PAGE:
Notice of Child Find
Child find refers to activities undertaken by public education agencies to identify, locate, and evaluate children residing in the State, including children attending private schools, who are suspected of having disabilities, regardless of the severity of their disability, and determine the child's need for special education and related services. The purpose is to locate these children so that a free appropriate public education (FAPE) can be made available. The types of disabilities that if found cause a child to need services are: Autism, deaf-blindness, deafness, emotional disturbance, hearing impairment, mental retardation, multiple disabilities, orthopedic impairment, other health impairment due to chronic or acute health problems, specific learning disabilities, speech or language, traumatic brain injury and visual impairment including blindness, and developmental delay for preschool age children. Developmental delay is defined as a child who is less than the age of beginners and at least 3 years of age is considered to have a developmental delay when one of the following exists; (i) The child’s score, on a developmental assessment device, on an assessment instrument which yields a score in months, indicates that the child is delayed by 25% of the child’s chronological age in one or more developmental areas. (ii) The child is delayed in one or more of the developmental areas, as documented by test performance of 1.5 standard deviations below the mean on standardized tests. Developmental areas include cognitive, communicative, physical, social/emotional and self-help. In addition, school age individuals with IEPs in correctional facilities are entitled to FAPE, as are “Gifted” students, within the Commonwealth.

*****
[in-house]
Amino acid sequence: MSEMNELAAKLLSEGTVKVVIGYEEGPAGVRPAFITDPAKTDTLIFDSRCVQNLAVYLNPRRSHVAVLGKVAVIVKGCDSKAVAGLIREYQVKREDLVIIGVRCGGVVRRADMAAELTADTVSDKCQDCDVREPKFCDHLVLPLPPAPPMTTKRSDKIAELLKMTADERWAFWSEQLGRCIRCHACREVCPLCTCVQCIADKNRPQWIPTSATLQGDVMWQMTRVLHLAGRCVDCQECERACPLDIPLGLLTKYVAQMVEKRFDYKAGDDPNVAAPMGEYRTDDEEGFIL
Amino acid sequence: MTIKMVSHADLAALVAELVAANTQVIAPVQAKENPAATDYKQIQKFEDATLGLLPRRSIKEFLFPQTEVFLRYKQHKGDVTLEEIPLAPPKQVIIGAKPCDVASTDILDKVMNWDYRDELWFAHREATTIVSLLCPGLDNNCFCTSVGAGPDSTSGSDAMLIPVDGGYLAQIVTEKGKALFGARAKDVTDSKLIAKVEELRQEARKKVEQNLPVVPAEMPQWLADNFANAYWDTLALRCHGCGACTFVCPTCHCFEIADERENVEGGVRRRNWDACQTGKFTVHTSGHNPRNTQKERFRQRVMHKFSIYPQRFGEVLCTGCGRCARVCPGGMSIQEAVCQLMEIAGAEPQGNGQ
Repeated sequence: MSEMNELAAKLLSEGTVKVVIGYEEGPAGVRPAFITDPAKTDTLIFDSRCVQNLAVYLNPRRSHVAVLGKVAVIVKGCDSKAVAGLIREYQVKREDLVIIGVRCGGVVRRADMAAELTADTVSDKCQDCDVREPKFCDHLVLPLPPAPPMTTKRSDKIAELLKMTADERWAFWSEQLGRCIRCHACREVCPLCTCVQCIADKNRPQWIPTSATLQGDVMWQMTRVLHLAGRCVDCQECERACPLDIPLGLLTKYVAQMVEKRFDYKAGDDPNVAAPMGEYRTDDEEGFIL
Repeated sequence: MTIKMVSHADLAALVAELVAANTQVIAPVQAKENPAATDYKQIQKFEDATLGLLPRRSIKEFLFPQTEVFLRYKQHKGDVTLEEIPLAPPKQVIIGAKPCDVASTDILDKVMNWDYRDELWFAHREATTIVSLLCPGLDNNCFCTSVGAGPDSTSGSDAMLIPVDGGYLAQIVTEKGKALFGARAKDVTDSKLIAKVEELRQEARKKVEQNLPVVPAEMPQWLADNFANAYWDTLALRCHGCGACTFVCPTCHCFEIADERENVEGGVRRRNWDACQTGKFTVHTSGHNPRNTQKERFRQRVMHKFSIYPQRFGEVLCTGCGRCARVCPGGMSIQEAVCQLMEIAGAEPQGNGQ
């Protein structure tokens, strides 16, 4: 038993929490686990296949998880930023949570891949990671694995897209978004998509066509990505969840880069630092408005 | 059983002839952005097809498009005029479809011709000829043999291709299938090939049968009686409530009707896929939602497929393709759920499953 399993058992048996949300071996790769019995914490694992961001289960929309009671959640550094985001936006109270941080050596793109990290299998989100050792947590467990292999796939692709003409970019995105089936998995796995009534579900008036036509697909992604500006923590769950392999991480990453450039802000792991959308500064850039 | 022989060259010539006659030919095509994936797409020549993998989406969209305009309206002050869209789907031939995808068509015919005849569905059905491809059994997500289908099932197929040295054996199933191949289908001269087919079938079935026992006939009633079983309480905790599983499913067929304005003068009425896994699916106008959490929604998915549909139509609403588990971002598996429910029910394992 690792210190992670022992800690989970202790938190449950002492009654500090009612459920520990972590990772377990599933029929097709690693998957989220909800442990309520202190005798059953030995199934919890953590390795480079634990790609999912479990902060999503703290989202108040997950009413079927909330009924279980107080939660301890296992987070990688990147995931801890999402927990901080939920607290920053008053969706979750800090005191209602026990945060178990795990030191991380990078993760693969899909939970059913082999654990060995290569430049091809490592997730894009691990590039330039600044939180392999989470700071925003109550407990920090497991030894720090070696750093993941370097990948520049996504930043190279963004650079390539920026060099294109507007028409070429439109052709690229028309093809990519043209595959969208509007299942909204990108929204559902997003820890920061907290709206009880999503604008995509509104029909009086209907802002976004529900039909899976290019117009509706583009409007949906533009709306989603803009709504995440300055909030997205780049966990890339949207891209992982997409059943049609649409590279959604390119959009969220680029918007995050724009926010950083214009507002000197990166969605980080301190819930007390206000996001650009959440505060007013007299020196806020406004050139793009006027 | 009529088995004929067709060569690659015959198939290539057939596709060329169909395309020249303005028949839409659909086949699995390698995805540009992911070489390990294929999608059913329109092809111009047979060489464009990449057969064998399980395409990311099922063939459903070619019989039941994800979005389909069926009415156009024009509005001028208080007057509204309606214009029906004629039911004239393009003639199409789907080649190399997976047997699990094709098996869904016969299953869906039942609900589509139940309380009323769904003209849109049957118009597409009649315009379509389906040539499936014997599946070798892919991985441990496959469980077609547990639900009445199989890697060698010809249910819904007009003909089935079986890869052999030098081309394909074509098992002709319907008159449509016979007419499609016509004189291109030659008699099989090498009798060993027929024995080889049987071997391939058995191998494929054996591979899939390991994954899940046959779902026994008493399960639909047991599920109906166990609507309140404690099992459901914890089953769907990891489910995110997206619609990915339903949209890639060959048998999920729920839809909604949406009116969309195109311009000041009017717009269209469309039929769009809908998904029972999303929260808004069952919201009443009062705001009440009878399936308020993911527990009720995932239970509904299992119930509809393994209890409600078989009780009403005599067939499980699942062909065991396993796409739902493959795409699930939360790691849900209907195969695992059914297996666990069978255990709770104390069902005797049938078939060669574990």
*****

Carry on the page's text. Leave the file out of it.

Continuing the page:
Each school district is required to annually provide notice describing the identification activities and the procedures followed to ensure confidentiality of personally identifiable information. This notice is intended to meet this requirement.
Identification activities are performed to find a child who is suspected as having a disability that would interfere with his or her learning unless special education programs and services are made available. These activities are sometimes called screening activities. The activities include: Review of group data, conducting hearing and vision screening, assessment of student's academic functioning, observation of the student displaying difficulty in behavior and determining the student's response to attempted remediation. Input from parents is also an information source for identification. Parents who suspect their child is eligible for special education services and programs may request an evaluation at any time through a written request to the building principal. After a child is identified as a suspected child with a disability, he or she is evaluated, but is not evaluated before parents give permission for their child to be evaluated.